- What do I need to know about quitting?
- Why is it so hard to quit smokeless tobacco?
- How does smokeless tobacco affect your health?
- Other reasons to quit smokeless tobacco
- What are the immediate rewards of quitting smokeless tobacco?
- Getting help with the mental part of addiction to smokeless tobacco
- Getting help with the physical part of addiction to smokeless tobacco
- Other ways to quit smokeless tobacco
- A word about success rates for quitting smokeless tobacco
- Steps for long term success
- Making the decision to quit smokeless tobacco
- Setting a date and making a plan to quit smokeless tobacco
- Dealing with smokeless tobacco withdrawal
- Staying tobacco-free
- Special concerns after quitting smokeless tobacco
- To learn more
Special concerns after quitting smokeless tobacco
It’s well known that smokers often gain weight when they quit, but fewer studies have been done on people quitting smokeless tobacco. Still, findings suggest that people who quit smokeless tobacco have some risk of weight gain. Don’t let this stop you!
You’re more likely to succeed in quitting if you deal with quitting tobacco first, and then later take steps to lose weight. While you are quitting, try to focus on ways to help you stay healthy, rather than on your weight. Stressing about your weight may make it harder to quit. Eat plenty of fruits and vegetables and limit fat. Be sure to drink plenty of water, and get enough sleep and regular physical activity.
Walking is a great way to be physically active and increase your chances of staying quit. Walking can help you by:
- Reducing stress
- Burning calories and toning muscles
- Giving you something to do instead of thinking about tobacco
A pair of comfortable shoes is all most people need for walking. And most people can do it pretty much anytime. You can use these ideas as starting points and come up with more of your own:
- Walk around a shopping mall
- Get off the bus one stop before you usually do
- Find a buddy to walk with during lunch time at work
- Take the stairs instead of the elevator
- Walk with a friend, family member, or neighbor after dinner
- Push your baby in a stroller
- Take a dog (yours or maybe a neighbor’s) for a walk
Set a goal of at least 2½ hours of moderate intensity physical activity spread throughout each week. But if you don’t already exercise regularly, please check with your doctor before you start. If you’d like to learn more, please see our American Cancer Society Guidelines on Nutrition and Physical Activity for Cancer Prevention.
Tobacco users often mention stress as one of the reasons for going back to using tobacco. Stress is part of life for everyone, whether or not they use tobacco. The difference is that tobacco users have come to use nicotine to help cope with stress and unpleasant emotions. When quitting, you have to learn new ways to handle stress. This can be tough, especially during the first few days. Nicotine replacement can help for a while, but over time you will need other methods.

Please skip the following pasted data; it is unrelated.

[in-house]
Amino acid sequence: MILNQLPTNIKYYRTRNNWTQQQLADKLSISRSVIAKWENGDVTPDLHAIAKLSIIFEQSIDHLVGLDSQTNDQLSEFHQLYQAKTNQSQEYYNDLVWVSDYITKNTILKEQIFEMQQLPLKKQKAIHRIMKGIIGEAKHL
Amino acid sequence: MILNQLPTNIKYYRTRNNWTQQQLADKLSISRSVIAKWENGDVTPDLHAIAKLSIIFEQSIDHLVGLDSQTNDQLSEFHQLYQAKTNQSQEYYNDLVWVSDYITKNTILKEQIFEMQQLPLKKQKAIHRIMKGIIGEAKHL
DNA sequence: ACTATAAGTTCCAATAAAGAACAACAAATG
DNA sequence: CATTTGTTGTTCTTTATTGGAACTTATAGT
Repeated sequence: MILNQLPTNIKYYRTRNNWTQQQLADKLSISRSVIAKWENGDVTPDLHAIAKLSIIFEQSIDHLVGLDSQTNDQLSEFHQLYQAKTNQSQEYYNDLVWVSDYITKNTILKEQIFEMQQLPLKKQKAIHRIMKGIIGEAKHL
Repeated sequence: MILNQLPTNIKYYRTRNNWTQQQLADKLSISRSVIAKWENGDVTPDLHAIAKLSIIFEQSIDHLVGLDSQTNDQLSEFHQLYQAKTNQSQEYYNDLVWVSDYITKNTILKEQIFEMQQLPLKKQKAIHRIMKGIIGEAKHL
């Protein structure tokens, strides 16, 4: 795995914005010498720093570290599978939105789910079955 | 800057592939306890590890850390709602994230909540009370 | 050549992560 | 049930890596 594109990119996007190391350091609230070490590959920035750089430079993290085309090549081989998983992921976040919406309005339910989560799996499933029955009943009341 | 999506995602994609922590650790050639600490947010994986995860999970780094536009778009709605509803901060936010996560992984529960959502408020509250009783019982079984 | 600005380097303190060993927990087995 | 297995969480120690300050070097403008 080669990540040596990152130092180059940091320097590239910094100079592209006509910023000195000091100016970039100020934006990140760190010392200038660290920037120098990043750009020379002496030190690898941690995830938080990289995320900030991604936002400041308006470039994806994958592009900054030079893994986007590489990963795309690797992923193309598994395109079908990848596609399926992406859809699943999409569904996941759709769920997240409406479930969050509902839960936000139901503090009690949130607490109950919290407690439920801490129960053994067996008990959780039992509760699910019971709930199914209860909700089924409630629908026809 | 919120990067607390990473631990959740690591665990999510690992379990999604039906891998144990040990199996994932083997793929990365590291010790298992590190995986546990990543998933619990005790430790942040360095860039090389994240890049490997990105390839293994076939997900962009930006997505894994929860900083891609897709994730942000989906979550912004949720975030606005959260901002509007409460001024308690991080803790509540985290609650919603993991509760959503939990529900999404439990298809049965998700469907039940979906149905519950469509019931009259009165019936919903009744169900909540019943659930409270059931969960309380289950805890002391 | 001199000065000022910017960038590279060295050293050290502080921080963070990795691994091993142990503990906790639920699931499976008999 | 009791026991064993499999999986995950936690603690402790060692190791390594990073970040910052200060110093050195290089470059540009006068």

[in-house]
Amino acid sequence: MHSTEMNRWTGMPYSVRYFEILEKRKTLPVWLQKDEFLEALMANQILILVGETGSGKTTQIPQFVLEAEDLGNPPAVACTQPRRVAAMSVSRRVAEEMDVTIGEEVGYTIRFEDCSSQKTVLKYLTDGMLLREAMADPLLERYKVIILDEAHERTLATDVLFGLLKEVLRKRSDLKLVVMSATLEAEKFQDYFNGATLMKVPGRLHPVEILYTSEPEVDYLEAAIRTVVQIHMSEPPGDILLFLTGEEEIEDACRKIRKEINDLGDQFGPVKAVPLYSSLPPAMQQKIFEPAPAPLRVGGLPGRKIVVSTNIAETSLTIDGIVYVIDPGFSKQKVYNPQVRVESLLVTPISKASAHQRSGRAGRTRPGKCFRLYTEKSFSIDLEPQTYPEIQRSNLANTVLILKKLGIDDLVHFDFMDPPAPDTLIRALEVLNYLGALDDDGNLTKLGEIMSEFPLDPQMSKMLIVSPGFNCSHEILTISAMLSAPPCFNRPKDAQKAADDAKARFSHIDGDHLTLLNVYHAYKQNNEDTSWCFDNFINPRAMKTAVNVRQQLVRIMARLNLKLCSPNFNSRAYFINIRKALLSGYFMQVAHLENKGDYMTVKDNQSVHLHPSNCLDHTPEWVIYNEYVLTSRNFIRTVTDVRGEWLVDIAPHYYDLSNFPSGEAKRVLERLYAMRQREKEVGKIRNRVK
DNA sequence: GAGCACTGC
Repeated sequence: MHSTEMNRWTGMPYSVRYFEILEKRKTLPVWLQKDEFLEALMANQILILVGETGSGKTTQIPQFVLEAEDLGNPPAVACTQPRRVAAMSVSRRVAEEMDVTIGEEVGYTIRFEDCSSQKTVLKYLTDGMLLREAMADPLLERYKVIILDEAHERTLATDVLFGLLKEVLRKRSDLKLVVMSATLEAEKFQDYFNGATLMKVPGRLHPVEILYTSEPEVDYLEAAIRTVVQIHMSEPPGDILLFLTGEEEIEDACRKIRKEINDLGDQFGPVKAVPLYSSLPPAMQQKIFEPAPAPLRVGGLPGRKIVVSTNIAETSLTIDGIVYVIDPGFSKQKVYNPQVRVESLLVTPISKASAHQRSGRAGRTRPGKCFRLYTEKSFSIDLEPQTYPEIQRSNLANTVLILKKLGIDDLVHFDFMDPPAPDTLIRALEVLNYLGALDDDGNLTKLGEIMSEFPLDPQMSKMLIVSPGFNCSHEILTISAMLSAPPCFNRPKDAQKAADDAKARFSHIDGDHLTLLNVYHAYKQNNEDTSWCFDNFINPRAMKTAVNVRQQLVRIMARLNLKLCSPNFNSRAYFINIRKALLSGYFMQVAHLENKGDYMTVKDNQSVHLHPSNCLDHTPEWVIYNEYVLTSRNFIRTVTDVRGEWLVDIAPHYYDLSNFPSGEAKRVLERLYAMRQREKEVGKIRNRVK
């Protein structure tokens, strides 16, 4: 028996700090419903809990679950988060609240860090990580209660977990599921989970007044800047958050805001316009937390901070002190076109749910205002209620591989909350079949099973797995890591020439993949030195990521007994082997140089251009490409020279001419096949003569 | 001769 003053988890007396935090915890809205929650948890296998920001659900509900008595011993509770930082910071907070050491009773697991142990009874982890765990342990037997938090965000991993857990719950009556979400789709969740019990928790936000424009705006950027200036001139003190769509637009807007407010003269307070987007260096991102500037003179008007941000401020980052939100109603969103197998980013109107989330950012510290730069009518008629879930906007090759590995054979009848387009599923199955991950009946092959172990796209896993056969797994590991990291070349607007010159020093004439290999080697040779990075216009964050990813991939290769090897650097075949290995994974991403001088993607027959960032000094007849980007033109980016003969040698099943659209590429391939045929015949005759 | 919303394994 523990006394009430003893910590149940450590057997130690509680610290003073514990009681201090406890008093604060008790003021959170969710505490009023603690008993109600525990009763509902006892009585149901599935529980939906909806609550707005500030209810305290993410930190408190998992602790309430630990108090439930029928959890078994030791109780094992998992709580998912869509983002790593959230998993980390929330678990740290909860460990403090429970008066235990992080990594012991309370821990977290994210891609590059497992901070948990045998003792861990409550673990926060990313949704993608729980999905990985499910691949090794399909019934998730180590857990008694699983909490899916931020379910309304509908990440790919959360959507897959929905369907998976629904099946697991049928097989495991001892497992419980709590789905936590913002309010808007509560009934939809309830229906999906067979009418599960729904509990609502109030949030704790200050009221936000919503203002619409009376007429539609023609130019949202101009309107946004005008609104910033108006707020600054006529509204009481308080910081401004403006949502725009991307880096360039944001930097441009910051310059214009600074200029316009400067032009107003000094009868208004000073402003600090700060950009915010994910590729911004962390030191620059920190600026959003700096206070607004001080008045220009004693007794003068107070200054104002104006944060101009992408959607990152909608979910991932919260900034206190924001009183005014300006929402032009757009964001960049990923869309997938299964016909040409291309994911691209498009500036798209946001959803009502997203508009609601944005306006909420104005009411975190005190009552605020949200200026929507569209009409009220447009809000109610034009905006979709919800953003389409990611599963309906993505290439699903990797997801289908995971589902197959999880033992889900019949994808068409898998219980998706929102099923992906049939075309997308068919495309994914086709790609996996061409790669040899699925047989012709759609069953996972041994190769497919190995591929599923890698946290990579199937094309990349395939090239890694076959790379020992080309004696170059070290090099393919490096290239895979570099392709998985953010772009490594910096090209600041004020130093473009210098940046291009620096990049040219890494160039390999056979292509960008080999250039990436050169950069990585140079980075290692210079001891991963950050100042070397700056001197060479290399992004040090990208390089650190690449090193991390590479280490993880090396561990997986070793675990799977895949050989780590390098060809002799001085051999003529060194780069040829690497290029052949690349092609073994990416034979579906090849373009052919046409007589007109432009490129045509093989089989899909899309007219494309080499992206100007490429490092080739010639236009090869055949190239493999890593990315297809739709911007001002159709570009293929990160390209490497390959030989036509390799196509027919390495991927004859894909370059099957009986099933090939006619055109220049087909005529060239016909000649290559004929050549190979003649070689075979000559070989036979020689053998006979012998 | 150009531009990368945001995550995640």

As mentioned before, physical activity is a good stress reducer. It can also help with the short-term sense of depression or loss that some tobacco users have when they quit. There are also stress-management classes and self-help books. Check your community newspaper, library, or bookstore.
Spiritual practices involve being part of something greater than yourself. For some, that includes things like religious practices, prayer, or church work. For others, it may involve meditation, music, being outside in nature, creative work, or volunteering to help others. Spirituality can give you a sense of purpose and help you remember why you want to stay quit.
The spiritual practices of admitting that you can’t control your addiction and believing that a higher power can give you strength have been used with much success to deal with other addictions. These practices, along with the fellowship of others on a similar path, are a key part of 12-step recovery programs. These same principles can be applied to quitting tobacco.
Think about how you can deal with stress and not use tobacco. Look at the resources around you and plan on how you will handle stress when it comes your way.
Taking care of yourself
It’s important for your health care provider to know if you use or have used any type of tobacco, so you can get the preventive health care you need. It’s well known that using smokeless tobacco use puts you at risk for certain health-related illnesses, so part of your health care should focus on related screening and preventive measures to help you stay as healthy as possible.
For example, make sure you regularly check inside your mouth for any changes. Have your doctor or dentist look at your mouth, tongue, or throat if you have any changes or problems. The American Cancer Society recommends that medical check-ups should include looking in the mouth. This way, tobacco users may be able to learn about changes such as leukoplakia (white patches on the mouth tissues) early, and prevent oral cancer or find it at a stage that’s easier to treat.
If you have any health concerns that may be related to your tobacco use, please see a health care provider as soon as possible. Taking care of yourself and getting treatment for small problems will give you the best chance for successful treatment.
The best way, though, to take care of yourself and decrease your risk for life-threatening health problems is to quit using tobacco.
Last Medical Review: 02/20/2014
Last Revised: 02/20/2014